In Praise of the Earth


A “big red” Begonia and blue pot I got this week

Why are those rabbits mine? David asks. You like them and I have to blame someone for their voracious habits, I tell him the next time he calls me to the door to “see the cute little bunny.”

Johnny caught and killed a baby rabbit last year, but that hasn’t prevented their nighttime forays.

My strawberry plants are about to produce, and I wonder if I will get single one this year.  I don’t know if the rabbits ate them last year, or the birds, or something else, but every one of them disappeared.  I filled a hanging planter with little strawberry plants this year but the birds are sure to find them as well as the plants in the strawberry jars.

Just as well I seldom eat strawberries…the litttle seeds get in my teeth and cause problems.  But its the principle of the thing. Besides these little fraises de bois strawberries have extremely small seeds that don’t seem to bother me.  When I’m in the garden, I pop the sun-warmed berries in my mouth, mash them with my tongue and swallow them. For a few seconds the taste is startling, nothing like these monstrosities sold in supermarkets.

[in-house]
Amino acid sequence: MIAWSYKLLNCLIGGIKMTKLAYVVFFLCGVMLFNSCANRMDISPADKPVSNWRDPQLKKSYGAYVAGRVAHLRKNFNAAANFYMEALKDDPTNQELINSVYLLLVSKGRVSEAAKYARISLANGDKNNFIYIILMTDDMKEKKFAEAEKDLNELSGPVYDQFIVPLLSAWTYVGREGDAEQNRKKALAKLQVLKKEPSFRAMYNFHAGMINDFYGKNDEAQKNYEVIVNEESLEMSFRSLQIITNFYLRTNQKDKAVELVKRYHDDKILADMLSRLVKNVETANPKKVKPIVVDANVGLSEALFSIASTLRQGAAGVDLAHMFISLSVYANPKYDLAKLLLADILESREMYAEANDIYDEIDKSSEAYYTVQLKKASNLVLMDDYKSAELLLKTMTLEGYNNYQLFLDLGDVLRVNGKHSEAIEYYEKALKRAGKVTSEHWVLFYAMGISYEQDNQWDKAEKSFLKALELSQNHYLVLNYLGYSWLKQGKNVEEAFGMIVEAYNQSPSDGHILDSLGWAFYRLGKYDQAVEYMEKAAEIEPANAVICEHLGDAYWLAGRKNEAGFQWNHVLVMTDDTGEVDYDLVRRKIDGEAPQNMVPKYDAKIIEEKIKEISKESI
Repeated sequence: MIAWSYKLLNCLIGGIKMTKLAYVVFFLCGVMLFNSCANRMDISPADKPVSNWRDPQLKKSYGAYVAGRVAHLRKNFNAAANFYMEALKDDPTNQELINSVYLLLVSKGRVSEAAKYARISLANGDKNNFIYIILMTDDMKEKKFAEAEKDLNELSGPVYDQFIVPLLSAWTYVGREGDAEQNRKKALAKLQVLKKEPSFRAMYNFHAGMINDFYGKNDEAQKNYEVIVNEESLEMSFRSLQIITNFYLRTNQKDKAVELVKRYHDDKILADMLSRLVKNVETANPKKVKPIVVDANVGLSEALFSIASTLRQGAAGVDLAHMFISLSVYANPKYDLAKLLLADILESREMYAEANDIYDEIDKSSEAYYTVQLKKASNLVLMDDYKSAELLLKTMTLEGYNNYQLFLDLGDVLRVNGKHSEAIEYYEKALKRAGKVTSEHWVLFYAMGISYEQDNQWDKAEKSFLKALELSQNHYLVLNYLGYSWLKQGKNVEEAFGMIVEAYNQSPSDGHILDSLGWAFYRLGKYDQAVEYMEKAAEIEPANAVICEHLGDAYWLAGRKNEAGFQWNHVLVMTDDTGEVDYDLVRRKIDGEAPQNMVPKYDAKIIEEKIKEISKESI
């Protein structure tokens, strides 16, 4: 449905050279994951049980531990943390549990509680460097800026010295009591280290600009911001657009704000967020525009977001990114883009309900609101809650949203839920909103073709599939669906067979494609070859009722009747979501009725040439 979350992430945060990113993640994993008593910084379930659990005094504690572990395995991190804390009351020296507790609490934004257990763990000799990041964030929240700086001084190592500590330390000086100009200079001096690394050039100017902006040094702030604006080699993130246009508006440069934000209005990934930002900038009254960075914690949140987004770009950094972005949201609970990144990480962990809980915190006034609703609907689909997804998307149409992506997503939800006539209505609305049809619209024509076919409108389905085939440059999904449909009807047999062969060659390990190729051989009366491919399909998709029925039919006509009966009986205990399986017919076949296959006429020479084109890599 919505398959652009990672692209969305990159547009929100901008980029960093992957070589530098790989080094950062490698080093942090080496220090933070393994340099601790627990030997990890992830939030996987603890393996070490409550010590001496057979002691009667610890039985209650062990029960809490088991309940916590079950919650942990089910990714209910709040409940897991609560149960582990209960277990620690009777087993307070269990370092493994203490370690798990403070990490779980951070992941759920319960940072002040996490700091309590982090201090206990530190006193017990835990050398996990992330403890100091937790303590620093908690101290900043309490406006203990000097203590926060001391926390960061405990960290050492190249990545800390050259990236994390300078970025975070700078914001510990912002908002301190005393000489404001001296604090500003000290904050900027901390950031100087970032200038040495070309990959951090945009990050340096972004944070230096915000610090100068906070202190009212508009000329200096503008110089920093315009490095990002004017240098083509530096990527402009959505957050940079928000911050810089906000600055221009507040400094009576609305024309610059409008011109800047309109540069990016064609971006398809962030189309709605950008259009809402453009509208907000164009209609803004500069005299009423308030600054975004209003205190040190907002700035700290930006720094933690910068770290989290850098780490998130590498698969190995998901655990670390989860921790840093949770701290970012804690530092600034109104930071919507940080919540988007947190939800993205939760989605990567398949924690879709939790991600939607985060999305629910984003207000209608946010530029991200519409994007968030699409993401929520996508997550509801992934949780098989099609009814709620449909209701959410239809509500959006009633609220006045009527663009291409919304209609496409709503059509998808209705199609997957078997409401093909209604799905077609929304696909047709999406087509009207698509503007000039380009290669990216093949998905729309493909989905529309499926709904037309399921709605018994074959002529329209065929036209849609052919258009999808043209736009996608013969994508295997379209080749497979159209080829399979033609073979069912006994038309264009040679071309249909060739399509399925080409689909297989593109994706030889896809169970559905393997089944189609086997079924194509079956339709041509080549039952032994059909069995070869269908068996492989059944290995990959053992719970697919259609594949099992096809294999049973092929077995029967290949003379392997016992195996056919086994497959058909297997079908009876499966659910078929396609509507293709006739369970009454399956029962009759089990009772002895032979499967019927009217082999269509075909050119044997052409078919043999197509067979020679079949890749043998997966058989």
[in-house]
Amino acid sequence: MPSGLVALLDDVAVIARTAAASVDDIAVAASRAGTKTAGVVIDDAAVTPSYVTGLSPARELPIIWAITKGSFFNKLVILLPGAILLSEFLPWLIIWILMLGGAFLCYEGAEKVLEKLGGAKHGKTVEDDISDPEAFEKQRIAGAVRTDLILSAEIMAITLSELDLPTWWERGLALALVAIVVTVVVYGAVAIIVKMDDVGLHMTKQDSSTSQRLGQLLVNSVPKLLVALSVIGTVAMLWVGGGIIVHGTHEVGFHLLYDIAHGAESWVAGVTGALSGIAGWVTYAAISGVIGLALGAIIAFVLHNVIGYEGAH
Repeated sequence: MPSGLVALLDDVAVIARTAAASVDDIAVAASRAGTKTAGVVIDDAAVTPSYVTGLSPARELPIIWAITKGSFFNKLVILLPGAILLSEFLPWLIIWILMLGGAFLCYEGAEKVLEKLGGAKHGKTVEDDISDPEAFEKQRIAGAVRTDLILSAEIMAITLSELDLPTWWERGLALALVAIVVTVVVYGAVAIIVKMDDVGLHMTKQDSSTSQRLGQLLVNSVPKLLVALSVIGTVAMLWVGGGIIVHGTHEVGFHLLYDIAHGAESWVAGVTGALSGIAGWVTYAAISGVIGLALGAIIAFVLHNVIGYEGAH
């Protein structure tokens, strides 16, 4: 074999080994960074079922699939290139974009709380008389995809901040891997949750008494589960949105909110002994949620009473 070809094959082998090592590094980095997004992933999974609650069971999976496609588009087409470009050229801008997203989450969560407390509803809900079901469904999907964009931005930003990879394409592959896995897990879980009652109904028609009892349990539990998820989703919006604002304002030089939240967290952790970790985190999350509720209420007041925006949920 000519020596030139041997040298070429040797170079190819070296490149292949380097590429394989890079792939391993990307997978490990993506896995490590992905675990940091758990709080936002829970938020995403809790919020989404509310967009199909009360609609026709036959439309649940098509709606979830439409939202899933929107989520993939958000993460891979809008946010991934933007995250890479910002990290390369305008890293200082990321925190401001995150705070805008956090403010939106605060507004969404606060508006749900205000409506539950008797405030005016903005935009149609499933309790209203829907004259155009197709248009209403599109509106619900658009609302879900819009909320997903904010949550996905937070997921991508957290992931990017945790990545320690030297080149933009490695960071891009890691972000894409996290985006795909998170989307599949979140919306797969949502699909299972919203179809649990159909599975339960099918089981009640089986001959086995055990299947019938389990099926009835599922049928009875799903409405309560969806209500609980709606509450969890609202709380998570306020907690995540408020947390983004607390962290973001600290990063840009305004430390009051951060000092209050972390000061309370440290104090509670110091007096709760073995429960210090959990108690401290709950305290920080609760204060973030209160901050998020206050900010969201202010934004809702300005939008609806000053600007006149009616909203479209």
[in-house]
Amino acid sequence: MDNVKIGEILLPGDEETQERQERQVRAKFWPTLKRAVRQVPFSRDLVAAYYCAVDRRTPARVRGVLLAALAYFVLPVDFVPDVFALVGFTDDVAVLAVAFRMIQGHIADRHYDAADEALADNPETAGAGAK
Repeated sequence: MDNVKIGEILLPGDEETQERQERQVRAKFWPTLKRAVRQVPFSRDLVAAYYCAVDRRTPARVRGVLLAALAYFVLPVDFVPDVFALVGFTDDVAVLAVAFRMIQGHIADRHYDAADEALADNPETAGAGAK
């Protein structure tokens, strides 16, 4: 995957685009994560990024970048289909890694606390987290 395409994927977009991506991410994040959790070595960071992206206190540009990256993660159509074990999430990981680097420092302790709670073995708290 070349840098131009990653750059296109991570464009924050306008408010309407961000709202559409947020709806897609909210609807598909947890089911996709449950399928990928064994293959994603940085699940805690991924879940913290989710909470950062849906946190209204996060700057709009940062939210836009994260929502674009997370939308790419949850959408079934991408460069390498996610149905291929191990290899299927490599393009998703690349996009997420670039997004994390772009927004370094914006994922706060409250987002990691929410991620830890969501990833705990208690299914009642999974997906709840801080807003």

Ah well such is life for the gardener.


Yesterday being Earth Day, we celebrated with a new “under the sink” container to capture kitchen compost.  This time I’m using biodegradable bags for the refuse.  You simply lift the little bag out and take it to your compost bin (we have four of them).  Or, here in Arlington County, you can use the new green roller bin to capture bags of compost and yard waste. This morning the egg shells, grapefruit rinds and coffee grounds all went into the composter.  No meat products allowed, which is just as well because we seldom eat meat anyway.